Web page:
Kitchen Gear: Suribachi (Japanese Mortar & Pestle)

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Check out this suribachi (“grinding bowl”). It’s a Japanese-style mortar and pestle. Over the last year I have become a big fan of this piece of cooking equipment because the design is perfect for making pastes and pestos. Essentially it’s a ceramic bowl with an unglazed, textured inside. With a wooden pestle, you grind foods against the ridges inside the bowl. It’s similar to other tools you may know (a Mexican Molcajete, an Italian mortar and pestle made from marble, or a Indonesian style mortar and pestle made from basalt/volcanic rock), but those ridges make all the difference. You can make smooth, creamy pastes really efficiently. And like other mortar and pestles you can work with very small quantities which is handy and impossible with a food processor or mini chop. Continue reading

Rick Bayless’ Garlic-Lime Mojo Popcorn with Cilantro & Queso Anejo

Rick Bayless_Mojo Popcorn by a Little Yumminess

I’m always on the lookout for interesting savory snacks and this is one of the best ones I’ve come across in a long, long while. You’ve got the tangy-savory flavors of lime and garlic infused olive oil that you use for both popping and seasoning the popcorn, then you top things off with a salty, crumbly Mexican cheese (such as queso anejo) and a generous amount of finely chopped cilantro for a bit of brightness. I would also suggest adding a little chile flake (Japanese togarashi would be nice) to the mix if you’re a fan of heat.  Continue reading

Simply Sauteed Garlicky Pea Shoots

Simple Garlicky Sauteed Pea Shoots by A Little Yumminess

Pea Shoots_Alemany Farmers Market

Simple, sauteed pea shoots have turned out to be one of our favorite vegetable side dishes this spring. They almost always land on our table when we see them at dim sum, but we hadn’t really thought about cooking them at home until recently. They are tender and sweet and they cook almost instantly in a hot saute pan.  What I like most about them is that they have the softness of sauteed spinach, but the stems have just a bit of bite which makes them a little more interesting to eat. And since my boys already like peas, eating another part of the plant has been kind of a fun discovery for them. What would even be more fun is getting some peas going in our garden and then harvesting both the young shoots and the pods for a real garden to table experience. There you go — another thing to add to our to do list.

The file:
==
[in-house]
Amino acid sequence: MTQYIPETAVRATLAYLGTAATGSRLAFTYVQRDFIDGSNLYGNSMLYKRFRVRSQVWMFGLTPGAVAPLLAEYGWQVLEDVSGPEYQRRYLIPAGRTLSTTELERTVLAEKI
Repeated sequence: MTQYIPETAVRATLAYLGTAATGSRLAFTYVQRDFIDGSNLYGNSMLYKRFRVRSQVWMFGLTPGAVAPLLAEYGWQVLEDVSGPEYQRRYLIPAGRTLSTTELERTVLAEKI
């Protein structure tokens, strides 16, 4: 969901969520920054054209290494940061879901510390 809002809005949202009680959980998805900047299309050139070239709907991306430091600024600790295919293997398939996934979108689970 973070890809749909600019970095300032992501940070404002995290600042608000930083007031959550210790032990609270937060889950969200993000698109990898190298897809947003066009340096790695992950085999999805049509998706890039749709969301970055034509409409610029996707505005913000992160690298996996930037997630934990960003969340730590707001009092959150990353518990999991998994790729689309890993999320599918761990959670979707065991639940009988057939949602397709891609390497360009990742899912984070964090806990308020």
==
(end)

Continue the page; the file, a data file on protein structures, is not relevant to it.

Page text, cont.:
While not available in most supermarkets as far as I can tell, you will probably find an abundance of pea shoots seasonally at your local farmer’s market or most well-stocked Asian markets. This is truly a lovely taste of spring.
Simple Garlicky Sauteed Pea Shoots
  1. Wash pea shoots well and drain. Discard any shoots that look wilted or have larger, tougher stems. Roughly chop the pea shoots (about  2″ intervals is fine, but the size is not fussy ). Keep in mind that the shoots shrink considerably as they cook, they are roughly half to a third of the volume after cooking.
  2. Peel 2 garlic cloves. Crush them but leave them whole.
  3. Heat up a saute pan with 1 Tablespoon of vegetable oil. When the pan is hot, add the crushed garlic cloves and saute them for 2 minutes until they become fragrant and start to turn golden.
  4. Toss in your washed, chopped pea shoots. Be careful since any remaining water clinging to the pea shoots may spatter when you add them to a hot pan. Saute until pea shoots are wilted (about 2-3 minutes). Sprinkle with sea salt to taste and serve.

You might also like these simple and delicious veggie sides: Mythili’s Edamame with Coconut, Cumin and Chilli, Simplest Snap Peas, Carrot Raita, Indian Spiced Spinach, Bakesale Betty’s Killer Mayo-Free Coleslaw

Sicilian Pesto Trapanese

Sicilian Pesto Trapanese | A Little Yumminess

One of our favorites as far as pasta sauces go is summery, bright green pesto Genoevse (basil, garlic, pinenuts, parmesan cheese, olive oil). When we start to see cherry blossoms on the trees and get a whiff of spring in the air (like right about now….) I start counting down the days until we begin to find giant bunches of fragrant Italian basil at the farmer’s market. My kids have gotten past the aggressively green hue of pesto Genovese and happily scarf it up and I always keep a special, secret little hoard in the way back of my freezer just for me.

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A Week of Eating….